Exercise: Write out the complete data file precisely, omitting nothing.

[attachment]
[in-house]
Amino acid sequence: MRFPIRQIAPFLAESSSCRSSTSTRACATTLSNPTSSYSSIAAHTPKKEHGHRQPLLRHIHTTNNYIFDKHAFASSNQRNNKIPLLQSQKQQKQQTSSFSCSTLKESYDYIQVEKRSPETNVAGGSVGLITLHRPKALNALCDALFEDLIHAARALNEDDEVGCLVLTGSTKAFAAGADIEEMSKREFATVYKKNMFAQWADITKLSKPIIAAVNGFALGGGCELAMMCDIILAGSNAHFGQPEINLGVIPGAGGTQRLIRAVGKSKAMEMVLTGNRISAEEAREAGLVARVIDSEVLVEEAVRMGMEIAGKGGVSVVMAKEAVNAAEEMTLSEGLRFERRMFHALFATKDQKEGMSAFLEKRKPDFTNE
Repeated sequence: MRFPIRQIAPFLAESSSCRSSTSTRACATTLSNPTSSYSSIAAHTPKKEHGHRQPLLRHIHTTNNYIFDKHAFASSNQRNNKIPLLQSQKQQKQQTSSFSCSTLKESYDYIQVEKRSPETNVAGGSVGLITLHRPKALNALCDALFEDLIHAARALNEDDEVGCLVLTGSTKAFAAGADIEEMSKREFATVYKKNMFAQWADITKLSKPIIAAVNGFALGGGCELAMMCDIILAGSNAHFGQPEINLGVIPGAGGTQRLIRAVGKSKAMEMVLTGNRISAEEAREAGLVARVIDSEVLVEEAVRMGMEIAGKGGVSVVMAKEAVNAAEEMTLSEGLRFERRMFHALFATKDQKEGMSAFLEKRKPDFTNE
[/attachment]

[in-house]
Amino acid sequence: MRFPIRQIAPFLAESSSCRSSTSTRACATTLSNPTSSYSSIAAHTPKKEHGHRQPLLRHIHTTNNYIFDKHAFASSNQRNNKIPLLQSQKQQKQQTSSFSCSTLKESYDYIQVEKRSPETNVAGGSVGLITLHRPKALNALCDALFEDLIHAARALNEDDEVGCLVLTGSTKAFAAGADIEEMSKREFATVYKKNMFAQWADITKLSKPIIAAVNGFALGGGCELAMMCDIILAGSNAHFGQPEINLGVIPGAGGTQRLIRAVGKSKAMEMVLTGNRISAEEAREAGLVARVIDSEVLVEEAVRMGMEIAGKGGVSVVMAKEAVNAAEEMTLSEGLRFERRMFHALFATKDQKEGMSAFLEKRKPDFTNE
Repeated sequence: MRFPIRQIAPFLAESSSCRSSTSTRACATTLSNPTSSYSSIAAHTPKKEHGHRQPLLRHIHTTNNYIFDKHAFASSNQRNNKIPLLQSQKQQKQQTSSFSCSTLKESYDYIQVEKRSPETNVAGGSVGLITLHRPKALNALCDALFEDLIHAARALNEDDEVGCLVLTGSTKAFAAGADIEEMSKREFATVYKKNMFAQWADITKLSKPIIAAVNGFALGGGCELAMMCDIILAGSNAHFGQPEINLGVIPGAGGTQRLIRAVGKSKAMEMVLTGNRISAEEAREAGLVARVIDSEVLVEEAVRMGMEIAGKGGVSVVMAKEAVNAAEEMTLSEGLRFERRMFHALFATKDQKEGMSAFLEKRKPDFTNE